Following a year when Chicago led the nation in homicides with more than 500, the city's Police Department said Wednesday that in 2013 the city recorded the fewest killings since 1965 and saw its overall crime rate fall to level not seen since 1972.
The city, which ended the year with a 16 percent drop in crime, saw the numbers of violent crimes, including robbery, aggravated battery and criminal sexual assault drop significantly -- some by double digits-- as well as drops in burglary and motor vehicle theft.
But it has been the city's homicide rate, especially the toll on young people, that has captured national attention.
The year did not start promisingly, with more than 40 homicides recorded in January, including that of 15-year-old honor student Hadiya Pendleton, who was gunned down a mile from President Barack Obama's South Side home. But the rate slowed considerably after that, and by the end of the year the city had recorded 415 homicides, 88 fewer than in 2012 and 20 fewer than in 2011.
"We are making significant progress by putting additional officers in high-crime areas, using intelligence to prevent retaliatory shootings, moving officers from administrative positions back to the streets," Police Superintendent Garry McCarthy said in a statement.
One reason Chicago has been in the national spotlight is that in recent years it has recorded more homicides than larger cities like New York City and Los Angeles. That was again true in 2013, with New York recording 333 homicides, the lowest number since comparable record-keeping began in 1963. And, according to the Los Angeles Times, as of Dec. 28, there were 250 homicides in LA, compared with 298 the year before.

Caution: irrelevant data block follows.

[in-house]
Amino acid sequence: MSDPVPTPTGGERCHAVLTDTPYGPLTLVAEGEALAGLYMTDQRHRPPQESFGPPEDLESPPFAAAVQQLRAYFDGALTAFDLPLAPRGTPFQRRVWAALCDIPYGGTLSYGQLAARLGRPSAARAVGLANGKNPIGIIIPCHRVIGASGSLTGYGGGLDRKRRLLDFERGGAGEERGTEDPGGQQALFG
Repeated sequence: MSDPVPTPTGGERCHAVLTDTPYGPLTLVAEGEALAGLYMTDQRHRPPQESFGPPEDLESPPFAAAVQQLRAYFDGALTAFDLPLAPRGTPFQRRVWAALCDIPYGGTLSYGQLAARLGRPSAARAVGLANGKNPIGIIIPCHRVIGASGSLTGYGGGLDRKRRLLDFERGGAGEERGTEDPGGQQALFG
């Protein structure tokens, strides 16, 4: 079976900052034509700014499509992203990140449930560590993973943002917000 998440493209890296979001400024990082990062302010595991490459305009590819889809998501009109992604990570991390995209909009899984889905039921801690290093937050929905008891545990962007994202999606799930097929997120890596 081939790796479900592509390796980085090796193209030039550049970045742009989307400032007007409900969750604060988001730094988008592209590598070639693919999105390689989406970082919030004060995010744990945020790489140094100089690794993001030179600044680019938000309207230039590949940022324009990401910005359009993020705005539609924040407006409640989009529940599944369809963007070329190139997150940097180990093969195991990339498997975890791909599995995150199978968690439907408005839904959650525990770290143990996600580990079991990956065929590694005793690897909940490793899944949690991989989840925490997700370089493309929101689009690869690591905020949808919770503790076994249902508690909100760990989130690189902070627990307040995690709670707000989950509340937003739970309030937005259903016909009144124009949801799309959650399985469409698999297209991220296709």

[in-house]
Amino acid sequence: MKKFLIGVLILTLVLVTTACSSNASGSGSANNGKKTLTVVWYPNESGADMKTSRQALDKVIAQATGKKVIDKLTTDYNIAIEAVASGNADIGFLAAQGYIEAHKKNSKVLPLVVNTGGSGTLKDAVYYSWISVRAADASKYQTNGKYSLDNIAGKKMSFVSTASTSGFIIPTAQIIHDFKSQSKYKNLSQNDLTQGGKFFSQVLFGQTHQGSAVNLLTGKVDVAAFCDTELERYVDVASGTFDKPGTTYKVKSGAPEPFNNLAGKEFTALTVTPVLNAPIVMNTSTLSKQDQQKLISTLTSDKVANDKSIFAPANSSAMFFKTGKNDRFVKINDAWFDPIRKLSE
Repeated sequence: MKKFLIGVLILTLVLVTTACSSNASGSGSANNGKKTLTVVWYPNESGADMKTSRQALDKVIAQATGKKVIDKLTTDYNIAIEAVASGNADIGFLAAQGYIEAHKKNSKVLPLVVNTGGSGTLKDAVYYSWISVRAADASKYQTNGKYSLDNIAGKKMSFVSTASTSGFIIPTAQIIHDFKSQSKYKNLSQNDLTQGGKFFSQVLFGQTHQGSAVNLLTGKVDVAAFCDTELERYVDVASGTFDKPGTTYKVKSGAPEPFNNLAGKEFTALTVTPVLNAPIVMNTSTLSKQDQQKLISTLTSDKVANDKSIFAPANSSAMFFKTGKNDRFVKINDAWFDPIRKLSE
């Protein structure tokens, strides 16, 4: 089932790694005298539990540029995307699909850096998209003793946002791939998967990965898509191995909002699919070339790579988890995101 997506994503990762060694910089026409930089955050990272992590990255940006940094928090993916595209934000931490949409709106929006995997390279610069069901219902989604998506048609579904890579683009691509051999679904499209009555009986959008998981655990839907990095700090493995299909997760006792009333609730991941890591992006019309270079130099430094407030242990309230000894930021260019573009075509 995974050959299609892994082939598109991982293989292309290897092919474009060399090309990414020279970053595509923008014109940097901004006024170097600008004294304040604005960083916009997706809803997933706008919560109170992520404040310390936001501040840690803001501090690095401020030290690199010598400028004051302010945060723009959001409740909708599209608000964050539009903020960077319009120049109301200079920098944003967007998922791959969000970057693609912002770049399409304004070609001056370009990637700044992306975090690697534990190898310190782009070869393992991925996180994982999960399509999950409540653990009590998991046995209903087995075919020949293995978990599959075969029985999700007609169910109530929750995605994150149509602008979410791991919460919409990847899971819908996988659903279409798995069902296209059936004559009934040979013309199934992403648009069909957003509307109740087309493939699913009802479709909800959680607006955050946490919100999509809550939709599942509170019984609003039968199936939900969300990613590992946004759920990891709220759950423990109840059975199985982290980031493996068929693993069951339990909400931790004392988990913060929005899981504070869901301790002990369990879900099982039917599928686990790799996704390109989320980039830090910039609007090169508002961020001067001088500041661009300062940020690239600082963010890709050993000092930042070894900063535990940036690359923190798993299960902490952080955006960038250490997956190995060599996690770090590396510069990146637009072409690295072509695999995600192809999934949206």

In Chicago, the police also said the number of shootings fell 24 percent from 2,448 to 1,864 between 2012 and 2013, and the number of shooting victims dropped from 3,066 to 2,328 for the same period. Further, the department said every police district in the city saw a reduction in crime and all but four of the city's 22 police districts saw the number of homicides either fall or remain the same as the year before.
The department and other city officials have pointed out that the drop in homicides, shootings and other violent crimes coincides with changes in police strategies, including tactics targeting violent street gangs that are responsible for the vast majority of the city's gun crimes and, significantly, about $100 million in overtime pay for hundreds of officers deployed nightly to high crime areas.
Mayor Rahm Emanuel has said that besides putting more officers on the street, various programs for young people have played a role in bringing the numbers of violent crime down. At a recent news conference, for example, the mayor said that a record 20,000 young people were involved in the city's summer jobs program.
"Not one of those kids was affected by gun violence this summer, and I don't believe for a minute that if they didn't have jobs they would be safe," he said.